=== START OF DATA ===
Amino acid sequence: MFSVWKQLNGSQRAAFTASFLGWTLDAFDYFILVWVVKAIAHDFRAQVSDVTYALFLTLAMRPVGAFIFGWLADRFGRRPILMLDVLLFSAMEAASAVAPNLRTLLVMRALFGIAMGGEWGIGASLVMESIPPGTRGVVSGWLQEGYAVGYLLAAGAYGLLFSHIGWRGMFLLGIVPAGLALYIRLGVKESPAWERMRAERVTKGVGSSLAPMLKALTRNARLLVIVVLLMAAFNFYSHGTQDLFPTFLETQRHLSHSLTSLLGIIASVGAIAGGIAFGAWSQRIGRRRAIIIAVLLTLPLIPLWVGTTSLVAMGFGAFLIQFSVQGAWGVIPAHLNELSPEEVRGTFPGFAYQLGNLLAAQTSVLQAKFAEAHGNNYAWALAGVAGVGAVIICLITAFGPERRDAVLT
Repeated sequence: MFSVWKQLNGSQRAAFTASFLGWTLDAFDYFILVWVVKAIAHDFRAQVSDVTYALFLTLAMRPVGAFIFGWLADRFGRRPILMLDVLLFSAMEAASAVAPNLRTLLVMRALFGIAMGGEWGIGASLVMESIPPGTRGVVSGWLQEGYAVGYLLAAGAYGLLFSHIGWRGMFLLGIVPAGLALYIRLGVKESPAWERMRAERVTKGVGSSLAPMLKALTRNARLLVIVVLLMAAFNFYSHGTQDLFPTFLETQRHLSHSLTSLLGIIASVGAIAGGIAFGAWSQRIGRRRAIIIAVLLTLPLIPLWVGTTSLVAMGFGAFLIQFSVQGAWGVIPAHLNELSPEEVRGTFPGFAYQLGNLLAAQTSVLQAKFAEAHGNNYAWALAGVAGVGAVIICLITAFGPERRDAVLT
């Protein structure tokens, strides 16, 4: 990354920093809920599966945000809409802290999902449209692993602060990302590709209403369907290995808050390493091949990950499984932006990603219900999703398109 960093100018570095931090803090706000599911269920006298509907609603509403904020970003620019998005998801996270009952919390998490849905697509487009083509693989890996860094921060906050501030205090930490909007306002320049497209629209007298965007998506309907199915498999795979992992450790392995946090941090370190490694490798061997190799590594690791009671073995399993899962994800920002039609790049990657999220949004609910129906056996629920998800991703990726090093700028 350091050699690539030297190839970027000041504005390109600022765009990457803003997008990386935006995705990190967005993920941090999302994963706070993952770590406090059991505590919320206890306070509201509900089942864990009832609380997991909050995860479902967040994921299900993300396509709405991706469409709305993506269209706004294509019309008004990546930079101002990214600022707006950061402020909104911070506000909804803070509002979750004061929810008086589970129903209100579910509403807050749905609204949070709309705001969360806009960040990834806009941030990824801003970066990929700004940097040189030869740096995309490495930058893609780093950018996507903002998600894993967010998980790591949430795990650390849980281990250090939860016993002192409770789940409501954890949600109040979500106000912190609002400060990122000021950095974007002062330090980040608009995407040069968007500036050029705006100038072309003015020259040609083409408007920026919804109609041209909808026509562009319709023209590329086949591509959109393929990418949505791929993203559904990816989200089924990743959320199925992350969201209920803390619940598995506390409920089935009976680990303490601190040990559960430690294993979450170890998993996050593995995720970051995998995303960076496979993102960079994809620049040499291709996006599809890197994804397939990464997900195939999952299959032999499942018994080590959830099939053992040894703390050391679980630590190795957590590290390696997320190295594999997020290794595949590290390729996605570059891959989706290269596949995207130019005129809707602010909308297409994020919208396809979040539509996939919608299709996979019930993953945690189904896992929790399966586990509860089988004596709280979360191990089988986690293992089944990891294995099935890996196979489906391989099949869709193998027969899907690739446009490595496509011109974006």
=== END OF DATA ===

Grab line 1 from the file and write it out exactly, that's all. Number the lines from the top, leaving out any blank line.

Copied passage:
Amino acid sequence: MFSVWKQLNGSQRAAFTASFLGWTLDAFDYFILVWVVKAIAHDFRAQVSDVTYALFLTLAMRPVGAFIFGWLADRFGRRPILMLDVLLFSAMEAASAVAPNLRTLLVMRALFGIAMGGEWGIGASLVMESIPPGTRGVVSGWLQEGYAVGYLLAAGAYGLLFSHIGWRGMFLLGIVPAGLALYIRLGVKESPAWERMRAERVTKGVGSSLAPMLKALTRNARLLVIVVLLMAAFNFYSHGTQDLFPTFLETQRHLSHSLTSLLGIIASVGAIAGGIAFGAWSQRIGRRRAIIIAVLLTLPLIPLWVGTTSLVAMGFGAFLIQFSVQGAWGVIPAHLNELSPEEVRGTFPGFAYQLGNLLAAQTSVLQAKFAEAHGNNYAWALAGVAGVGAVIICLITAFGPERRDAVLT